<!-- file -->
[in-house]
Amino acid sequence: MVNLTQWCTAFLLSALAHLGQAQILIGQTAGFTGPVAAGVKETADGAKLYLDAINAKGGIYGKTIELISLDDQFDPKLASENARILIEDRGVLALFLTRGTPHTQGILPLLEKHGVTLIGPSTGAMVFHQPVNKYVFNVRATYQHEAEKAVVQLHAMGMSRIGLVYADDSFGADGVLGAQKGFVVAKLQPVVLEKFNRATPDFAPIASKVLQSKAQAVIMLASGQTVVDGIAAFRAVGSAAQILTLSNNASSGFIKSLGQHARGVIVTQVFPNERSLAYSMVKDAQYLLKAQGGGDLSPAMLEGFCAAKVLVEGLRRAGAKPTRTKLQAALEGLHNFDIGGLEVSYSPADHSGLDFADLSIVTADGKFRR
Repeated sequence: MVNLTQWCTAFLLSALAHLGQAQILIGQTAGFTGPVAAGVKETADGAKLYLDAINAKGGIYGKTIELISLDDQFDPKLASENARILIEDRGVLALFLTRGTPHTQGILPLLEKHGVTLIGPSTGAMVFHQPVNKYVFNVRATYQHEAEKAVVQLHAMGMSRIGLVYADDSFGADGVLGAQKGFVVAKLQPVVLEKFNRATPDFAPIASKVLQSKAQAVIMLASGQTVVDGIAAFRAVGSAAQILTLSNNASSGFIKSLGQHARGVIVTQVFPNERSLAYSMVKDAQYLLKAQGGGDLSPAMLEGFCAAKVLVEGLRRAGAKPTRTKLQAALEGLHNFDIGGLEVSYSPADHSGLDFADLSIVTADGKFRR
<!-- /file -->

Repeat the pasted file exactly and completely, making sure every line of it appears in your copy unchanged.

[in-house]
Amino acid sequence: MVNLTQWCTAFLLSALAHLGQAQILIGQTAGFTGPVAAGVKETADGAKLYLDAINAKGGIYGKTIELISLDDQFDPKLASENARILIEDRGVLALFLTRGTPHTQGILPLLEKHGVTLIGPSTGAMVFHQPVNKYVFNVRATYQHEAEKAVVQLHAMGMSRIGLVYADDSFGADGVLGAQKGFVVAKLQPVVLEKFNRATPDFAPIASKVLQSKAQAVIMLASGQTVVDGIAAFRAVGSAAQILTLSNNASSGFIKSLGQHARGVIVTQVFPNERSLAYSMVKDAQYLLKAQGGGDLSPAMLEGFCAAKVLVEGLRRAGAKPTRTKLQAALEGLHNFDIGGLEVSYSPADHSGLDFADLSIVTADGKFRR
Repeated sequence: MVNLTQWCTAFLLSALAHLGQAQILIGQTAGFTGPVAAGVKETADGAKLYLDAINAKGGIYGKTIELISLDDQFDPKLASENARILIEDRGVLALFLTRGTPHTQGILPLLEKHGVTLIGPSTGAMVFHQPVNKYVFNVRATYQHEAEKAVVQLHAMGMSRIGLVYADDSFGADGVLGAQKGFVVAKLQPVVLEKFNRATPDFAPIASKVLQSKAQAVIMLASGQTVVDGIAAFRAVGSAAQILTLSNNASSGFIKSLGQHARGVIVTQVFPNERSLAYSMVKDAQYLLKAQGGGDLSPAMLEGFCAAKVLVEGLRRAGAKPTRTKLQAALEGLHNFDIGGLEVSYSPADHSGLDFADLSIVTADGKFRR